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Singularity is good, but borrows too heavily from elsewhere. Echoes of Dead Space, BioShock and Half-life 2 leave a distinct feeling of deja vu. The moments that really stayed with me after playing were those that capitalised on its B-Movie storyline, adventurous gameplay and standout set-pieces.
In 1955, on a small island off the coast of Russia, Soviet scientists working to uncover the secrets of Element-99 accidentally cause a melt-down. There are devastatingly far reaching effects: E-99 has time-travelling properties, and the blast resonates in 2010, drawing American Recon Marine Nate Renko into a battle for survival against Soviet troops and various mutants in both time periods.
It's a cliche, but it's one told with enough conviction and atmosphere. There are plenty of twists and turns in the tale to keep things interesting, though due to the baffling lack of subtitles and the poor sound mix (dialogue is overwhelmed by everything else) I sometimes had to guess as to what was going on. Although I still felt invested by the end the lack of subtitles is unacceptable, they're the most basic of accessibility options that really should be standard.
The disparate story elements result in great variety throughout the game. I spent the early stages exploring the ruins of the research facility, utterly terrified as I was stalked by mutants and simultaneously haunted by the tragedy of my recent accident.
It's a sequence that stayed with me even after I stopped playing.
Later, gameplay is predominantly made up of more typical adrenaline pumping gunfights against Soviet troops, which I found rather less interesting, though I appreciated the healthy range of weapons. Neat touches - like the sniper rifle that can slow down time or the rifle that shoots round corners - keep the gunplay engaging.
There are several bosses, including teleporting mutants and giant insect-style monsters. These aren't too tough and add some memorable moments. While most of the standard levels are solid, if forgettable, the frigate stage really stands out.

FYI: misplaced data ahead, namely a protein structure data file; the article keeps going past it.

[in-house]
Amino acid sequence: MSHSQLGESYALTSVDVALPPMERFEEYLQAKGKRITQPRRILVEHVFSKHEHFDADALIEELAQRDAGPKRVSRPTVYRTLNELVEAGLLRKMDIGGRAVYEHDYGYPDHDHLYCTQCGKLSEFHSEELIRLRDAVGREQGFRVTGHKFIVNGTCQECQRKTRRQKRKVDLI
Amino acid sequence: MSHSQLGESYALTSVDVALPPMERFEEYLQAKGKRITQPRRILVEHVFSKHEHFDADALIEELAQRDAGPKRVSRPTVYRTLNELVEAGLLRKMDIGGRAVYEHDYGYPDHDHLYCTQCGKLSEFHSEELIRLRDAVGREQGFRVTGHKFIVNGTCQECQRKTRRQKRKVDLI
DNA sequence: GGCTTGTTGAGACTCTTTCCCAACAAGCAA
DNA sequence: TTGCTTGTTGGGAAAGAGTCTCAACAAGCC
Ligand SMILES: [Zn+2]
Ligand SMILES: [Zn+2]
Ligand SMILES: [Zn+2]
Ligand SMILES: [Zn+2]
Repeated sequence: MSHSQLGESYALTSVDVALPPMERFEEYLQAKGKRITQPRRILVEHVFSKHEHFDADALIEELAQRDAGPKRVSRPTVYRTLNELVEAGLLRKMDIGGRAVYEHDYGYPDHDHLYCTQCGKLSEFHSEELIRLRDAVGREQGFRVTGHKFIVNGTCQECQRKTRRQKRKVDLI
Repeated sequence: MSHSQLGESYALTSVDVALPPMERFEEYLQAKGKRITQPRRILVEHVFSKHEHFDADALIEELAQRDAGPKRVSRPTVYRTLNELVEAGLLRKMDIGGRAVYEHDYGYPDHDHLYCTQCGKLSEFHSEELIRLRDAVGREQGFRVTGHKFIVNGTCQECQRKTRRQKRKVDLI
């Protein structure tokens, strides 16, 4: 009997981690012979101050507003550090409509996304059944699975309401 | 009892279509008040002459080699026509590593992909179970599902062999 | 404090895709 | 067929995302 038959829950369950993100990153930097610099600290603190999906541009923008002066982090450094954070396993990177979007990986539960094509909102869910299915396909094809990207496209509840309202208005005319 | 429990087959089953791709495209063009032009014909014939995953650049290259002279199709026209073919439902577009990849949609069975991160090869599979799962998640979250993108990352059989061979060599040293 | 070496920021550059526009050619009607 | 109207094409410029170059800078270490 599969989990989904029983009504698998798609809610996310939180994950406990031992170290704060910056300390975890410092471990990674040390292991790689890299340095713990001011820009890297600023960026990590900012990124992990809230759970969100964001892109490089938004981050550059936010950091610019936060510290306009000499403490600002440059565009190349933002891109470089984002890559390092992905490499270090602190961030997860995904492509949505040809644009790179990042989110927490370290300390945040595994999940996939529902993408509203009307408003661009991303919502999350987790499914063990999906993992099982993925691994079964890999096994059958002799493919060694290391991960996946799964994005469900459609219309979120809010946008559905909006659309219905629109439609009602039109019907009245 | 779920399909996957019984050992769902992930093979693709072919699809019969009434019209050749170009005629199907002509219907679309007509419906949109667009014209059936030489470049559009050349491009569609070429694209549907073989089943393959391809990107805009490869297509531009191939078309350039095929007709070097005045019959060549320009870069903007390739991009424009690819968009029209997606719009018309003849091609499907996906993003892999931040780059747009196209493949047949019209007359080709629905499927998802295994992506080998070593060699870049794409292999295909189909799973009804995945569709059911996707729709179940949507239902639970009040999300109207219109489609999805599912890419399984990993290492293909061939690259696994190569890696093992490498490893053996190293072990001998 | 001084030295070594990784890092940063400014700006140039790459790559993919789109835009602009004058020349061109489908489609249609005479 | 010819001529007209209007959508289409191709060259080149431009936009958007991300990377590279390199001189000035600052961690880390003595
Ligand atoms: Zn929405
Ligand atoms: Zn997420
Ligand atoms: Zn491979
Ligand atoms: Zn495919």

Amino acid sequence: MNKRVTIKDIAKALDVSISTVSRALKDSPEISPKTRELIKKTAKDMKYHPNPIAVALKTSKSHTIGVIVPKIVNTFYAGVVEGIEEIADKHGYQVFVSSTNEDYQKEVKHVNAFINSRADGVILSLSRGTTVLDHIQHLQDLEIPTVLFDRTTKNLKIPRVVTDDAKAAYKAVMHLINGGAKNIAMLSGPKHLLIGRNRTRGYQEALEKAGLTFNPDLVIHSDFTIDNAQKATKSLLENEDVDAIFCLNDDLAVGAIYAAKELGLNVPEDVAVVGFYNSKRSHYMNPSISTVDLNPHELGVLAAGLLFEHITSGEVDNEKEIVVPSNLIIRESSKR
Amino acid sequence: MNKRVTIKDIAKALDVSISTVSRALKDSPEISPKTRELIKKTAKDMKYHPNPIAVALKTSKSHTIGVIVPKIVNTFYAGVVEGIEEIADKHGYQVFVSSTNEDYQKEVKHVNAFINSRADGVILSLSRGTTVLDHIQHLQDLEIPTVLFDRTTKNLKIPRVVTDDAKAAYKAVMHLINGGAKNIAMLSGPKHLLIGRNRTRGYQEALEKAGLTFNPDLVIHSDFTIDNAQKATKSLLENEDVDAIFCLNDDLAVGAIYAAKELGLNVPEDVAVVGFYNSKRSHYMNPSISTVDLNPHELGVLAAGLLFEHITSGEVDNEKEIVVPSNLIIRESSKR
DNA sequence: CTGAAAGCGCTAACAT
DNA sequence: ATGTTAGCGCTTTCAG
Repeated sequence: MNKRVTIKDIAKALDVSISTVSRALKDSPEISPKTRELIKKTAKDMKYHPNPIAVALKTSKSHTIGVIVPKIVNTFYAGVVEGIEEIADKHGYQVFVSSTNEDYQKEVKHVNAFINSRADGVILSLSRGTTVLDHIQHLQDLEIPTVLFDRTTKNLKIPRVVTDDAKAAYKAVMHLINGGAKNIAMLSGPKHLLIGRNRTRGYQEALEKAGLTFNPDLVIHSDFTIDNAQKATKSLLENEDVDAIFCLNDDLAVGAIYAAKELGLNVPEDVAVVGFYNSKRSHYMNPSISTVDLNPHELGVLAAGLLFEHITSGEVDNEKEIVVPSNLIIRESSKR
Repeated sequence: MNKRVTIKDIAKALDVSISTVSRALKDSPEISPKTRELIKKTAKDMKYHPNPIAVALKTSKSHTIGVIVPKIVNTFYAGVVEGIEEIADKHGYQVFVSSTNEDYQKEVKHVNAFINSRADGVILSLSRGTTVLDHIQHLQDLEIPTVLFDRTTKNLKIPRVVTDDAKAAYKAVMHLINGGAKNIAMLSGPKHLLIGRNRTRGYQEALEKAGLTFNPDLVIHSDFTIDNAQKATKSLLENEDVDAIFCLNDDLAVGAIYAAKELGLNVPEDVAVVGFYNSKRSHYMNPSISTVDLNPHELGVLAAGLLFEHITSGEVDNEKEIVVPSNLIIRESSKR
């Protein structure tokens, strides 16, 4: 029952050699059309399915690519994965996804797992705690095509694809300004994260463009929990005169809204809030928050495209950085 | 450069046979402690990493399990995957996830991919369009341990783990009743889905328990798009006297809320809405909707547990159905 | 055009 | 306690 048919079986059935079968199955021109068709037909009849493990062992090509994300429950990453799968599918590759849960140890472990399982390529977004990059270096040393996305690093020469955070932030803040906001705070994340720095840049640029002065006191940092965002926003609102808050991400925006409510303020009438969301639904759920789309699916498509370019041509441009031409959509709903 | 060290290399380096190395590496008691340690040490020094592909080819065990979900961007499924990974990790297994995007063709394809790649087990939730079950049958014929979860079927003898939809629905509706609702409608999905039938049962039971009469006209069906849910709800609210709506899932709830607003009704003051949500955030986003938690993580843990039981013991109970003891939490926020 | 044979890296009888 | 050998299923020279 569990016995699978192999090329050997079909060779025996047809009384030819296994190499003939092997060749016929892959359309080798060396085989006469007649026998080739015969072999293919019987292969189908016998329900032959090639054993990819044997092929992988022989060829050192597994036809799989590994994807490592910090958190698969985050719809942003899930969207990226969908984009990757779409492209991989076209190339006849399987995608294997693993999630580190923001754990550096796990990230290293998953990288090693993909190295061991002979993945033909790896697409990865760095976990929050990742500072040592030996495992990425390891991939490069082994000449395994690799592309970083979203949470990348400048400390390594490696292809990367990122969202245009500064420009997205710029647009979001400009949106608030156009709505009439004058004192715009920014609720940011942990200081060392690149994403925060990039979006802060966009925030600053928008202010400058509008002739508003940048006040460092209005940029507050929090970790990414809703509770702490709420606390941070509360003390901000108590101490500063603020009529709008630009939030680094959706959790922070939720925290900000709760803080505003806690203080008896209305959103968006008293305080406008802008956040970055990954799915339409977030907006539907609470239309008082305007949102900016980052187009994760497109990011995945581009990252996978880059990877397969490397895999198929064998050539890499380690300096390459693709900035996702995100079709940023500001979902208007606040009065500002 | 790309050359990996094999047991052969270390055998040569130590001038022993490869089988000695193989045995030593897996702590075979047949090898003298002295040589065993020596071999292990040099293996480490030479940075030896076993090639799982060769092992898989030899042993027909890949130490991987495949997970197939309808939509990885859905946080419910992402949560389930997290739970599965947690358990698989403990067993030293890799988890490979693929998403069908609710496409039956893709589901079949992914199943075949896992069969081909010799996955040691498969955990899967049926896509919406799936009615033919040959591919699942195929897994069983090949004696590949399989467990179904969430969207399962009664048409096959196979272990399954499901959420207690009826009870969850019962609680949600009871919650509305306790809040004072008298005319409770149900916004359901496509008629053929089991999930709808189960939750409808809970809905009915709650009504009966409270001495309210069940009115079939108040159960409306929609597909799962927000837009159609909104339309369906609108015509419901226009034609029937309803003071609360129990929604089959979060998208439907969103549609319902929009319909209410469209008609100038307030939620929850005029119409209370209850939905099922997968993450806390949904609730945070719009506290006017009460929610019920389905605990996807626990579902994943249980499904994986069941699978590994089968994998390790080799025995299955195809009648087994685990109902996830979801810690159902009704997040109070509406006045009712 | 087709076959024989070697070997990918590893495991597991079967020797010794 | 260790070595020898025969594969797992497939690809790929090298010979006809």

Having been at the bottom of the sea for 55 years it's restored using the power of E-99, but rapidly degrades as you run through the corridors - rusting, bursting leaks and collapsing as you go. It's a sequence that stayed with me even after I stopped playing.
There's also a survival-horror vibe here which I liked, particularly in one sequence that involved moving stealthily past blind mutants. My biggest surprise though came from several environmental puzzles.
Singularity's ace in the hole is the Time Manipulation Device.
Most modern First Person Shooters patronise gamers, assuming they don't have the attention span to last two minutes without pulling the trigger. Singularity is full of areas that involve careful exploration: you must use the tools at hand to manipulate objects for your benefit. I was reminded, in the best possible way, of Half-life 2.
The game is also reminiscent of Dead Space with its weapon upgrade system, and a tool to project your path. There's even a bit of BioShock thrown in for good measure in the form of its Unreal-powered visualisation of a world that hasn't stood the test of time.
Singularity's ace in the hole is the Time Manipulation Device. The wrist-mounted gadget has numerous uses: the most important being the ability to age or renew objects and enemies. This can be used to solve puzzles, turn enemies to ash or even turn Soviet troops into mutants. Unfortunately, it doesn't really do enough to qualify as an innovation. It's certainly not as ground-breaking as Half-life 2's Gravity Gun, which is clearly an influence here.
One would expect Singularity to really work its way into your psyche.
By standing on the shoulders of giants, one would expect Singularity to really work its way into your psyche. Unfortunately though, it's merely content with re-treading a similar path.
I still found it a hugely entertaining experience, even if I didn't know what was going on much of the time. I liked the fusion of old school, explorative first-person gaming with more modern ADHD shooting galleries, as well as the survival-horror elements. Somehow these very different elements, that could easily contradict each other, work comfortably together and because of this offer plenty of enjoyment.
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